Published: August 2nd 2012August 2nd 2012
The drive from Casper to Cody took us through area that was quite bare. Not many cattle, virtually no crops, very dry, few dwellings. Cody was the first time on this trip that we crossed our path from our last big trip, two years ago. We even happened to stay in the same RV park. Since we already had spent a bunch of time in Yellowstone and had enjoyed the Buffalo Bill Museum in Cody, we did not repeat those experiences. We went for a nice long walk through the town in the morning, in the cooler air, but then packed up and headed north.
As we approached Montana, the terrain started getting greener, near rivers and thanks to more irrigating. We saw many herds of grazing cattle. And it became more mountainous. Prior to Red Lodge, MT, we stopped for a midmorning treat, "the best banana cream pie in the world." And it was really good! Red Lodge was a weird experience for me, because John insists that we spent a couple of nights there, and it did not look at all familiar to me. Except for one thing, a bookstore whose owner wrote the "Who Pooped in the (National Park)?" series about scat and footprints. I bought the Yosemite book on our last trip.
The trip on to Bozeman included more mountains and valleys and more green, but we arrived in the afternoon and parked in a campground east of the city. The next morning, we drove into Bozeman and strolled through the downtown area which to me ranks right up there with the very best of college downtowns. Wonderful stores and restaurants, and coffee shops within a stone's throw of just about any spot where you paused. I found an excellent book store, new and used, and added to my stash of treats. At the Chamber of Commerce, we were advised to go for a short hike to a waterfalls in the Gallatin National Forest and to the Museum of the Northern Rockies. Well, distances in Montana are viewed differently than they are back in New England, this being the fourth largest state and places being more widespread. John was not pleased that we ended up driving and driving, for more than half an hour, to get to the parking lot for our half mile hike to the Palisades Falls. But it was a pretty and cooler day, and there was water in the falls, so it was sort of worth the ride. Sort of.
The Rockies Museum was good, although we were a bit puzzled by the featured exhibit of items from Napoleon and his era. A reminder that world culture is alive and well throughout the West... There was also a dinosaur exhibit with loads of remains, and a section about life out here decades ago. We drove around the Montana State University area, and it is quite attractive. The buildings are mostly brick (brick is safer than wood in the West where fires are such a threat), and the streets are lined with tall older trees.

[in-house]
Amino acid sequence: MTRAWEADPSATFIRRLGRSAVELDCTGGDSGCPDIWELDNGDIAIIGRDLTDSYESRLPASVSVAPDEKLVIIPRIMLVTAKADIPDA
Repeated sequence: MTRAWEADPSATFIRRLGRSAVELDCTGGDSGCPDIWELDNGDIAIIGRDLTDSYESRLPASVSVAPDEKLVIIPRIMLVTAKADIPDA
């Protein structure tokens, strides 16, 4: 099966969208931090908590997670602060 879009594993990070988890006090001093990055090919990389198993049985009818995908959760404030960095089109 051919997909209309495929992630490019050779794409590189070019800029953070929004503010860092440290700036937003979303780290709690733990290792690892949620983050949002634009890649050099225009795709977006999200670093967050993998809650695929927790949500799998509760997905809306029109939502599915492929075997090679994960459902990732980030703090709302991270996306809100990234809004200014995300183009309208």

Next morning, Tuesday, we drove on to Butte. Not an extremely long drive, although we always take at least half again as long as expected. We stopped and had a nice lunch at Wheat Montana, a huge flour mill along the highway with a pleasant and very busy restaurant. Just before Butte, we crossed over a very tall mountain with a small sign at the top, "Continental Divide." Our KOA here is right next to the Visitor Information Center, a very convenient location, and we signed up for the 10:30 trolley tour of Butte for the following day. We haven't run into many trolley or city bus tours, and this one was a treat. The high school history teacher guide was full of corny jokes and anecdotes and opinions, e.g. environmentalists should remember that some of their causes put wage-earners out of work... There are indeed strong feelings about restrictions of all sorts, out in the West.
The Butte mining industry was huge, making Butte one of the biggest towns in the West, with waves and waves of immigrant miners settling here. Copper became the major metal mined here, but several others, including gold and molybdenum, were/are abundant. The pits are still visible. And enormous! A main one has filled in with ground water, so we could not see how deep it actually was at its peak production time. Now, there are several facilities to process the water, both to process waste and to extract some of the residual ore. There is a constant bird watch in operation because if the birds, e.g. snow geese, land on the water, they will die from exposure to the metals. So there are blasts to scare them away if they get nearby. Montana Technical College in town studies the whole process of safe modern mining, a far more complex matter than it was when men just dug ore out of the ground.
Our tour included the usual pauses at the "houses of ill repute," although the guide had to be delicate in his stories because a lot of kids were onboard.
For my birthday dinner, we went to Sparky's, a big old gas station converted to a restaurant with a lovely view out over the (mile high) valley where Butte is situated, mostly surrounded by mountains. We ate next to an old Chevrolet, where I posed for a photo - but discovered it lacked a steering wheel and then could not turn the door handle to get out of the car. Oh, well. We are finding that on the rare times when we do go out to eat, it is smarter to aim for middle-of-the-road than gourmet, and it has been fun to "go with the flow."
I'm going to go ahead and "publish" this account, because I find that when I lag behind on writing the blog, I find it more of a burden than a joy, and what use is that?! It is a lovely, relatively cool, morning (I am wearing a hoodie, unzipped), and I am sitting outside, glancing up at mountains and a huge pit mine and a very big sky. Since there is no cable hookup here, we get reports about the Olympics online only. But we are sleeping long, long hours, with the windows open at night. Enough! Take care, Linda